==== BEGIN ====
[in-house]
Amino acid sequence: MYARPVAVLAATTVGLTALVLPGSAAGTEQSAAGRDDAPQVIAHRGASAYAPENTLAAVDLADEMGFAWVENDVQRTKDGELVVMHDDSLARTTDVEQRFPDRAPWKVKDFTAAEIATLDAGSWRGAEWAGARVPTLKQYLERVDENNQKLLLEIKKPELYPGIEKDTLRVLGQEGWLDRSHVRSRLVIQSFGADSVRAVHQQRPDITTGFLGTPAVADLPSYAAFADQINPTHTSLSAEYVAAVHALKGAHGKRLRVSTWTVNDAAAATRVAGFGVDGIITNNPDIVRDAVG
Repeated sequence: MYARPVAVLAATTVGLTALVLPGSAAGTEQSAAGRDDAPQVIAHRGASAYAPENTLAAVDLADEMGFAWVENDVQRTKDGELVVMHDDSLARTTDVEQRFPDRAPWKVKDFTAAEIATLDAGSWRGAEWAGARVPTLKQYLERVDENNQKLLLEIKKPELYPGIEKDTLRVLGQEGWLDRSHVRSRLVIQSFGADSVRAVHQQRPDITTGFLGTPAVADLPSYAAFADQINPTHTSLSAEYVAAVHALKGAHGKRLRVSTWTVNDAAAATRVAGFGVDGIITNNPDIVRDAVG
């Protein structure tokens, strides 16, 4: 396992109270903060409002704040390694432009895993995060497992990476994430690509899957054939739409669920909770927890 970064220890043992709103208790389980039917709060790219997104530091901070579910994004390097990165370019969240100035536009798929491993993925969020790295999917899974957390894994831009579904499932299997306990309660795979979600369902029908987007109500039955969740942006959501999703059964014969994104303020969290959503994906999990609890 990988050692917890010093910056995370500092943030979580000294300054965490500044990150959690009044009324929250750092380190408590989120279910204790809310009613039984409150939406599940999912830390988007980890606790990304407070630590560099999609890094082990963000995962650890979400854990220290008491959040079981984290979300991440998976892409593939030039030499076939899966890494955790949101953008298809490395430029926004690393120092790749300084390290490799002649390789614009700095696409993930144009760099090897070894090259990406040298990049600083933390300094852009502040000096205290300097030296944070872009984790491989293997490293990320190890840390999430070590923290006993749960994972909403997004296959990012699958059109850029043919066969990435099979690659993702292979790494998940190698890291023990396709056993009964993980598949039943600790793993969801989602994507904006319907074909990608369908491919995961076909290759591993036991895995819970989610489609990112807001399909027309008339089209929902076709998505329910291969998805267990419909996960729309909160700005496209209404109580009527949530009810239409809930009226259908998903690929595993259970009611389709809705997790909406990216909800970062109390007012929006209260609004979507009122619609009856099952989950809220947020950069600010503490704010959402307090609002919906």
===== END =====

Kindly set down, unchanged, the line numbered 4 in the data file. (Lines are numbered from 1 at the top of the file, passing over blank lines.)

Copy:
């Protein structure tokens, strides 16, 4: 396992109270903060409002704040390694432009895993995060497992990476994430690509899957054939739409669920909770927890 970064220890043992709103208790389980039917709060790219997104530091901070579910994004390097990165370019969240100035536009798929491993993925969020790295999917899974957390894994831009579904499932299997306990309660795979979600369902029908987007109500039955969740942006959501999703059964014969994104303020969290959503994906999990609890 990988050692917890010093910056995370500092943030979580000294300054965490500044990150959690009044009324929250750092380190408590989120279910204790809310009613039984409150939406599940999912830390988007980890606790990304407070630590560099999609890094082990963000995962650890979400854990220290008491959040079981984290979300991440998976892409593939030039030499076939899966890494955790949101953008298809490395430029926004690393120092790749300084390290490799002649390789614009700095696409993930144009760099090897070894090259990406040298990049600083933390300094852009502040000096205290300097030296944070872009984790491989293997490293990320190890840390999430070590923290006993749960994972909403997004296959990012699958059109850029043919066969990435099979690659993702292979790494998940190698890291023990396709056993009964993980598949039943600790793993969801989602994507904006319907074909990608369908491919995961076909290759591993036991895995819970989610489609990112807001399909027309008339089209929902076709998505329910291969998805267990419909996960729309909160700005496209209404109580009527949530009810239409809930009226259908998903690929595993259970009611389709809705997790909406990216909800970062109390007012929006209260609004979507009122619609009856099952989950809220947020950069600010503490704010959402307090609002919906």